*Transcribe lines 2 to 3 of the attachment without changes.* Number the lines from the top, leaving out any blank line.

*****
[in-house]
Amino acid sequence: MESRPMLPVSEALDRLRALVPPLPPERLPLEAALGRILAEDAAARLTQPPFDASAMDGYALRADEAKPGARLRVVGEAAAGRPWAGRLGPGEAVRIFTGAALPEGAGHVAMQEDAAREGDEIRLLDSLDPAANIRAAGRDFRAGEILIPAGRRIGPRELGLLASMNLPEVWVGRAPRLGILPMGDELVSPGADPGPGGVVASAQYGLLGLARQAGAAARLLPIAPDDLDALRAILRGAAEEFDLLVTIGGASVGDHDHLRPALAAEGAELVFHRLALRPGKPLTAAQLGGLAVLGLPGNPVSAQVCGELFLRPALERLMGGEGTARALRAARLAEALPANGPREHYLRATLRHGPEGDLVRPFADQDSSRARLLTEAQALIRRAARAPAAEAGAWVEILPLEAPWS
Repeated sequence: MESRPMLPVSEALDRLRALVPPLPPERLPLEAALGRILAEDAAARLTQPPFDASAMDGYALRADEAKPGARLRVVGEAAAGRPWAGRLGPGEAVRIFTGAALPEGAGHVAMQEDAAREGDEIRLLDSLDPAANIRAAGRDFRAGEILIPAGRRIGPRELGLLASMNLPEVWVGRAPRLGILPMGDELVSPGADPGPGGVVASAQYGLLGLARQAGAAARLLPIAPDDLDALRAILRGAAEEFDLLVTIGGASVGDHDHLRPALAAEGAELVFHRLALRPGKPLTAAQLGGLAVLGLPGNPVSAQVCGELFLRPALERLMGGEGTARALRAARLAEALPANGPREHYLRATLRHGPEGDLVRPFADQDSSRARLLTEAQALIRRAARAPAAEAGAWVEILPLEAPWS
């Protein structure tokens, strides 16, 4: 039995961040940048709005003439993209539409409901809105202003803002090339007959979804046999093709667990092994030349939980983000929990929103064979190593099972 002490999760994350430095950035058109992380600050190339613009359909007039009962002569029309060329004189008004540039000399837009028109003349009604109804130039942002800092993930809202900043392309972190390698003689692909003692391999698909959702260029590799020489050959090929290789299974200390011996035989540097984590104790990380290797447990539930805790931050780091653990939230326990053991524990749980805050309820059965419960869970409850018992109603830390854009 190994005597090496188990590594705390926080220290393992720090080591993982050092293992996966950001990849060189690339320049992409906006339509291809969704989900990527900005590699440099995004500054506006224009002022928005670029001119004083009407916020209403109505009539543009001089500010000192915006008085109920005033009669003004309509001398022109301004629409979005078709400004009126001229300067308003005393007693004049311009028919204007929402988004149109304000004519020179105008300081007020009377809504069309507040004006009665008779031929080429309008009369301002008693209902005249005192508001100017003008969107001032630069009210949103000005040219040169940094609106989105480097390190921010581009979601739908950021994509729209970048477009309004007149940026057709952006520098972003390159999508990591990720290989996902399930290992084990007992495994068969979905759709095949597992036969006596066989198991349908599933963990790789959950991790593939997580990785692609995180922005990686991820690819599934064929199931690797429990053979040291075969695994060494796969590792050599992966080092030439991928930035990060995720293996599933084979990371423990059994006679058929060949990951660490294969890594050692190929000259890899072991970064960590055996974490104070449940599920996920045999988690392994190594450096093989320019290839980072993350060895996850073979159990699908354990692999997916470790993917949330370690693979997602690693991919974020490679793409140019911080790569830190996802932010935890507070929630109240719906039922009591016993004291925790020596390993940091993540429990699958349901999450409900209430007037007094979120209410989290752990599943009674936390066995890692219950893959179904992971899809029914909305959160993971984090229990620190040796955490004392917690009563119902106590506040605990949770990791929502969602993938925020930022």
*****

Amino acid sequence: MESRPMLPVSEALDRLRALVPPLPPERLPLEAALGRILAEDAAARLTQPPFDASAMDGYALRADEAKPGARLRVVGEAAAGRPWAGRLGPGEAVRIFTGAALPEGAGHVAMQEDAAREGDEIRLLDSLDPAANIRAAGRDFRAGEILIPAGRRIGPRELGLLASMNLPEVWVGRAPRLGILPMGDELVSPGADPGPGGVVASAQYGLLGLARQAGAAARLLPIAPDDLDALRAILRGAAEEFDLLVTIGGASVGDHDHLRPALAAEGAELVFHRLALRPGKPLTAAQLGGLAVLGLPGNPVSAQVCGELFLRPALERLMGGEGTARALRAARLAEALPANGPREHYLRATLRHGPEGDLVRPFADQDSSRARLLTEAQALIRRAARAPAAEAGAWVEILPLEAPWS
Repeated sequence: MESRPMLPVSEALDRLRALVPPLPPERLPLEAALGRILAEDAAARLTQPPFDASAMDGYALRADEAKPGARLRVVGEAAAGRPWAGRLGPGEAVRIFTGAALPEGAGHVAMQEDAAREGDEIRLLDSLDPAANIRAAGRDFRAGEILIPAGRRIGPRELGLLASMNLPEVWVGRAPRLGILPMGDELVSPGADPGPGGVVASAQYGLLGLARQAGAAARLLPIAPDDLDALRAILRGAAEEFDLLVTIGGASVGDHDHLRPALAAEGAELVFHRLALRPGKPLTAAQLGGLAVLGLPGNPVSAQVCGELFLRPALERLMGGEGTARALRAARLAEALPANGPREHYLRATLRHGPEGDLVRPFADQDSSRARLLTEAQALIRRAARAPAAEAGAWVEILPLEAPWS